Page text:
11 June 2011

Woodlawn National Cemetery, Elmira, New York

Woodlawn National Cemetery is a military cemetery and it has that classic, haunting feel to it that most military cemeteries have. It is a smaller one that is located right next to Woodlawn Cemetery. 

When I first moved here, I wanted to learn more about the small town I had moved to so my in-laws took me on The Elmiran Trolley tour. I think this was one of my favorite things I had done that summer! What an amazing way to learn the history of a town... by driving around and seeing it firsthand. The speaker/driver of the bus was interesting and my mother-in-law even said she learned a couple of new things even though she had been on the tour before. I highly recommend adding it to your list of things to do if you are ever in the Elmira area.

View of the Civil War Section

On this tour, we passed by the huge Woodlawn Cemetery and its smaller neighbor, Woodlawn National Cemetery. The driver told a fantastic story about how John W. Jones, a former slave, painstakingly buried Confederate soldiers from the nearby Elmira Prison Camp (also known as "Helmira") with each of their belongings and kept records on each and every one of them. Such care was taken of them that it was decided by the Daughters of the Confederacy to let them rest there and a monument was erected for them. You can read more about John W. Jones and his amazing story at his website John W. Jones Museum.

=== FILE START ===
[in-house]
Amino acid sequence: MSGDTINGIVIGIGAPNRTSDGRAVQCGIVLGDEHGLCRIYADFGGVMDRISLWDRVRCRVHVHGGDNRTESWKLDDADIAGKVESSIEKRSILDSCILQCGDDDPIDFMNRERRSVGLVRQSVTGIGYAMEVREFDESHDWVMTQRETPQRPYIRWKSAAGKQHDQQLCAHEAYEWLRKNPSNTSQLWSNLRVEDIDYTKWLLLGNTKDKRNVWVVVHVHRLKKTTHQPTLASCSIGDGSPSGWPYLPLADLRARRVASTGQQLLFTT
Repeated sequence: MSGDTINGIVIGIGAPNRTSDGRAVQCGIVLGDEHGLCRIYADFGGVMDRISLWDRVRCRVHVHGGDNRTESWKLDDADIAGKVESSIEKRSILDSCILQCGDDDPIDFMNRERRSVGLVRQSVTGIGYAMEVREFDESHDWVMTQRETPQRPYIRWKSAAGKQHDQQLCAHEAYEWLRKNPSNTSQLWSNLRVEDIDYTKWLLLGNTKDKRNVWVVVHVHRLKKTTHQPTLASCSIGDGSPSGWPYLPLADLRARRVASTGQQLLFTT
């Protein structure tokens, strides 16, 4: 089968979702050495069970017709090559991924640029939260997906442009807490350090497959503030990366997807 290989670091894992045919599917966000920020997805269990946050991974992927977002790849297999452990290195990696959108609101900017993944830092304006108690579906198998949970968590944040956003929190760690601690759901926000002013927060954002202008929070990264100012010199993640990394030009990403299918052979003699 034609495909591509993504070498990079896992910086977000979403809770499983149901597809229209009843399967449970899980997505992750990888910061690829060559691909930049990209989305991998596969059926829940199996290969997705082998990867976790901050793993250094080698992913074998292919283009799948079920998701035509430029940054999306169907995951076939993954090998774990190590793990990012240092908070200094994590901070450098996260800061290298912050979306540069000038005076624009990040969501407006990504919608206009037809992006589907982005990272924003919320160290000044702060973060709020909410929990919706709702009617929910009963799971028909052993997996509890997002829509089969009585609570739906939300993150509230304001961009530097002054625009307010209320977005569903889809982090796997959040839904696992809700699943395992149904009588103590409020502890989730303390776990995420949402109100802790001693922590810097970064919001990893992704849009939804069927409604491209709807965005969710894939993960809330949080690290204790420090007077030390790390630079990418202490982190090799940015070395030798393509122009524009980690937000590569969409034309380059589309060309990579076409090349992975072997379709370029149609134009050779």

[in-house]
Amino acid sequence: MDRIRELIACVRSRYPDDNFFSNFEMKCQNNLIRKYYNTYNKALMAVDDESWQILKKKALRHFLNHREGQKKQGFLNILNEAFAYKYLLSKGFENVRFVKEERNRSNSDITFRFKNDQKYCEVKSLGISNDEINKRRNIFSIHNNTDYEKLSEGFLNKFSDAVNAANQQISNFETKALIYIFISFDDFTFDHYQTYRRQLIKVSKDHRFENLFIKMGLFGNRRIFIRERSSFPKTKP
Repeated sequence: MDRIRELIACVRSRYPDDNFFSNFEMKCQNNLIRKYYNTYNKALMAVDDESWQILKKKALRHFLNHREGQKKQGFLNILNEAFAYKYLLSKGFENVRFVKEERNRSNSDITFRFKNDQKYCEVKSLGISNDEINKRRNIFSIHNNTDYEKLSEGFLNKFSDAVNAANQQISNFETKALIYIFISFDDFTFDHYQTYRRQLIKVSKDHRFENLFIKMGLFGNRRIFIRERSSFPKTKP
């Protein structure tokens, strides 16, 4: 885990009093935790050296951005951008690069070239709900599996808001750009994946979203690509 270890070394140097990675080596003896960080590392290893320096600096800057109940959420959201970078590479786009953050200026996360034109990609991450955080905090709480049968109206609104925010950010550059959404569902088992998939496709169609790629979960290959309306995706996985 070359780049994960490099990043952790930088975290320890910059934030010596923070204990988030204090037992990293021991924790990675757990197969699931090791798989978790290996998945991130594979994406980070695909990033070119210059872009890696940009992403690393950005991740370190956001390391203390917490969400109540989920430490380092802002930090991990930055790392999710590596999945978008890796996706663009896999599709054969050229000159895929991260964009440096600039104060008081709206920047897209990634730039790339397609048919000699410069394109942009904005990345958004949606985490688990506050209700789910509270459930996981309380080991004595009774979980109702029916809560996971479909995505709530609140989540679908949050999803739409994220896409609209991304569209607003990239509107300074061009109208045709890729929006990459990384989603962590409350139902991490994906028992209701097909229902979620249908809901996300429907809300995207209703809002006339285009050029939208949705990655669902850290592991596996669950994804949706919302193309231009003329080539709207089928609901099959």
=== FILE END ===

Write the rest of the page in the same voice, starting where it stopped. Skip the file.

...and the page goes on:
Plaque for Civil War Confederate Soldiers
Between July 1864 and August 1865, 2973
Confederate soldiers were buried here 
with kindness and respect, by John W. Jones, 
a runaway slave. They have remained in 
these hallowed grounds of Woodlawn
National Cemetery by family choice
because of the honorable way in which 
they were laid to rest by a caring man.

There are Union soldiers buried here as well and it continues to inter military members. There is an extensive transcribed list at Interment.net as they obtained their information from the U.S. Department of Veteran Affairs. Find A Grave also has approximately 8,600 listings for this cemetery, however, only about 1,000 of them have photos attached at this time.
Flagpole at the center of the cemetery drive.
Plaque at the base of the flagpole
 From The Bivouac of the Dead
by Theodore O'Hara
The muffled drum's sad roll has beat
The soldier's last tattoo;
No more on life's parade shall meet
That brave and fallen few.
On Fame's eternal camping-ground
Their silent tents are spread,
And Glory guards, with solemn round,
The bivouac of the dead.

Search for cemetery records in Woodlawn National Cemetery, NY at by entering a surname and clicking search:

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Here is my Flickr photo album for Woodlawn National Cemetery. Keep checking back as I will continue to add photos to this album.



  1. Thank you for your post. I just read it and also the link to the John W Jones Museum. I never heard of this museum and I would not have known unless I had see your post today. thank you.

  2. You are so welcome akellmurr72!! His museum has not opened yet, but it is located right across the street from the cemetery. It used to be his farmhouse and the cemetery was a part of his land. His story really is an amazing one of human compassion! Thanks for reading!